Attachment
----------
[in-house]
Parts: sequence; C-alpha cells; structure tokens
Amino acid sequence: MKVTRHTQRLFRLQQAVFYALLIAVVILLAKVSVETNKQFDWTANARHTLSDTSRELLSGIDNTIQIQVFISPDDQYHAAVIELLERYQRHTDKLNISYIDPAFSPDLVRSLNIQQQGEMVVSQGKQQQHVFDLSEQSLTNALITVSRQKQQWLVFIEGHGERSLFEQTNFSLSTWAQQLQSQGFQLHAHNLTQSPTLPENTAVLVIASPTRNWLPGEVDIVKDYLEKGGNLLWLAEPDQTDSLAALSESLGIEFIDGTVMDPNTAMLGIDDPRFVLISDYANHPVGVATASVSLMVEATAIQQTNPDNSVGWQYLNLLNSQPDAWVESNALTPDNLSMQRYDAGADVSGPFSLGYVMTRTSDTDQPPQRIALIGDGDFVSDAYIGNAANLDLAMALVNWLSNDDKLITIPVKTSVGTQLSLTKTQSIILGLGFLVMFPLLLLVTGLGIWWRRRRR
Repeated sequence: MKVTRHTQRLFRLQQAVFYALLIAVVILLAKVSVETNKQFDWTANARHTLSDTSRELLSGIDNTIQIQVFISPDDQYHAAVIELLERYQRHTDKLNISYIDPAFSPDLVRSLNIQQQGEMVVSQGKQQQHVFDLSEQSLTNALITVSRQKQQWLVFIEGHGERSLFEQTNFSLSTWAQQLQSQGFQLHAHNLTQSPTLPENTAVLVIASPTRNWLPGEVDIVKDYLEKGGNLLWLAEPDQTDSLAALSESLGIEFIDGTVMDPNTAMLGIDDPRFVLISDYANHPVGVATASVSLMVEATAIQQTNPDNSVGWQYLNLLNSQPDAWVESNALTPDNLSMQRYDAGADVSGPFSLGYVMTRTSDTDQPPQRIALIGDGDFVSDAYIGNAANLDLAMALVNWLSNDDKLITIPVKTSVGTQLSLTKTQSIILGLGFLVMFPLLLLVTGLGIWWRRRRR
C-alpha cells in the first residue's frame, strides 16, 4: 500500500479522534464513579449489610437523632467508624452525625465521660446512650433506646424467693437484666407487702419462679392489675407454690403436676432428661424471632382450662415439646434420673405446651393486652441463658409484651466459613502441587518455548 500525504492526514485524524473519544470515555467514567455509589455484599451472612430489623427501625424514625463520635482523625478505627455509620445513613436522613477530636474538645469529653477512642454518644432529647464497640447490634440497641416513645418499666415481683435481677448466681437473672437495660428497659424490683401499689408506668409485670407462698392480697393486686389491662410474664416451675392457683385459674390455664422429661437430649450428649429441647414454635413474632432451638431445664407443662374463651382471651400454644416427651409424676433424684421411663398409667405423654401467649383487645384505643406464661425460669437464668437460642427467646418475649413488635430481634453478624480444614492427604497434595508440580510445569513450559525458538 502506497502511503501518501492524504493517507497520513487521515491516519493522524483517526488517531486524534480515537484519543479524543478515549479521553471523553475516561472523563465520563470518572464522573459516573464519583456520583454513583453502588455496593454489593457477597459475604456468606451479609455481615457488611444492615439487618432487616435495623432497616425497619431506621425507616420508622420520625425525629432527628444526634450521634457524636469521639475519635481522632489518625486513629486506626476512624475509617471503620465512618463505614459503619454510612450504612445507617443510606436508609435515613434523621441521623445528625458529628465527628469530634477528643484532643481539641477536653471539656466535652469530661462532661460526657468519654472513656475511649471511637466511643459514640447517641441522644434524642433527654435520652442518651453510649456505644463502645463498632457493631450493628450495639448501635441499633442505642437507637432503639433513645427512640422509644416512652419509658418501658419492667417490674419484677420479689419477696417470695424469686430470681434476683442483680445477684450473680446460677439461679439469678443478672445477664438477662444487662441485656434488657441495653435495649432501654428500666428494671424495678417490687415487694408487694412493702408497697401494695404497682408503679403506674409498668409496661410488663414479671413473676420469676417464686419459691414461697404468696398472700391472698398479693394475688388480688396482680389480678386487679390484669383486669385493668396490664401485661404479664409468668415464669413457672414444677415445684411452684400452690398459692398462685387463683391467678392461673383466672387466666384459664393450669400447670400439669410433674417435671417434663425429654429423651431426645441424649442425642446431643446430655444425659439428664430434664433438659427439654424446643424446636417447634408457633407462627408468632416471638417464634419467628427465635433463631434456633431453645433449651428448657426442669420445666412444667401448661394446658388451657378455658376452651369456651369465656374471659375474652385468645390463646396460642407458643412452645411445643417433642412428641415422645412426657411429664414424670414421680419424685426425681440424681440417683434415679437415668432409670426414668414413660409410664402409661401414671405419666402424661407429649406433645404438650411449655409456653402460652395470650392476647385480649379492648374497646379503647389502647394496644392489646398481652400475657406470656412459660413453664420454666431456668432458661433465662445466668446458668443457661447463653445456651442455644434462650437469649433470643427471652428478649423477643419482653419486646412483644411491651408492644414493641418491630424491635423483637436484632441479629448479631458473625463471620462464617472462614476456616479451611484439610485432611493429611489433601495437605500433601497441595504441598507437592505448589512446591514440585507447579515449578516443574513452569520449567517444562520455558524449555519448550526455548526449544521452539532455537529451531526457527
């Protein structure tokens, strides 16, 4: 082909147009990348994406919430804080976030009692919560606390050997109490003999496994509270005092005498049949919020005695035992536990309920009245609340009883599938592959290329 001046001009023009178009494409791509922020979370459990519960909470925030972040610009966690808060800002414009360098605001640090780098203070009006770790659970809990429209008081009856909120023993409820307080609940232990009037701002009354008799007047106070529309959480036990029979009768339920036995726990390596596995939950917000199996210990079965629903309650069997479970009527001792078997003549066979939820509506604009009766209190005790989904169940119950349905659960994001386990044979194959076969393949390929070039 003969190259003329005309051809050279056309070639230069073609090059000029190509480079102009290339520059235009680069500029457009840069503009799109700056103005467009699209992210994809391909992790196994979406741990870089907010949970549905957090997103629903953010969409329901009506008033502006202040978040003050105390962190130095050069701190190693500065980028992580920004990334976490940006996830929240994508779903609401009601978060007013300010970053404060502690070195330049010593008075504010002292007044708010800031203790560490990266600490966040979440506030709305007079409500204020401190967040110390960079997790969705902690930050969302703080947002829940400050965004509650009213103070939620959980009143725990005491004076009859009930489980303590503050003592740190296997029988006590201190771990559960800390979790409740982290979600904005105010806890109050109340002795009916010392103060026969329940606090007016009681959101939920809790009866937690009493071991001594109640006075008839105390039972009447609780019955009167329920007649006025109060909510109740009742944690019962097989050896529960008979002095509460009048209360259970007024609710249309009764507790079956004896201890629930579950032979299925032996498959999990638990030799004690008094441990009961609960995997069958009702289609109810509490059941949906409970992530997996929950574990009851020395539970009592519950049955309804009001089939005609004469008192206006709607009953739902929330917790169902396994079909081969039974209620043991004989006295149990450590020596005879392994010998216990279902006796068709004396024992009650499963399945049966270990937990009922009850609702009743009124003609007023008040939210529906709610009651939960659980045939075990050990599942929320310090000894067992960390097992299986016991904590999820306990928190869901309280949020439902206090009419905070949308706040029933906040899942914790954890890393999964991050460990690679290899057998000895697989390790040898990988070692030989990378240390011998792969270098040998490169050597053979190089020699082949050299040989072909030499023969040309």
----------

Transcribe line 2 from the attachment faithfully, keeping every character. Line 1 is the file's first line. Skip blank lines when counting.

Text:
Parts: sequence; C-alpha cells; structure tokens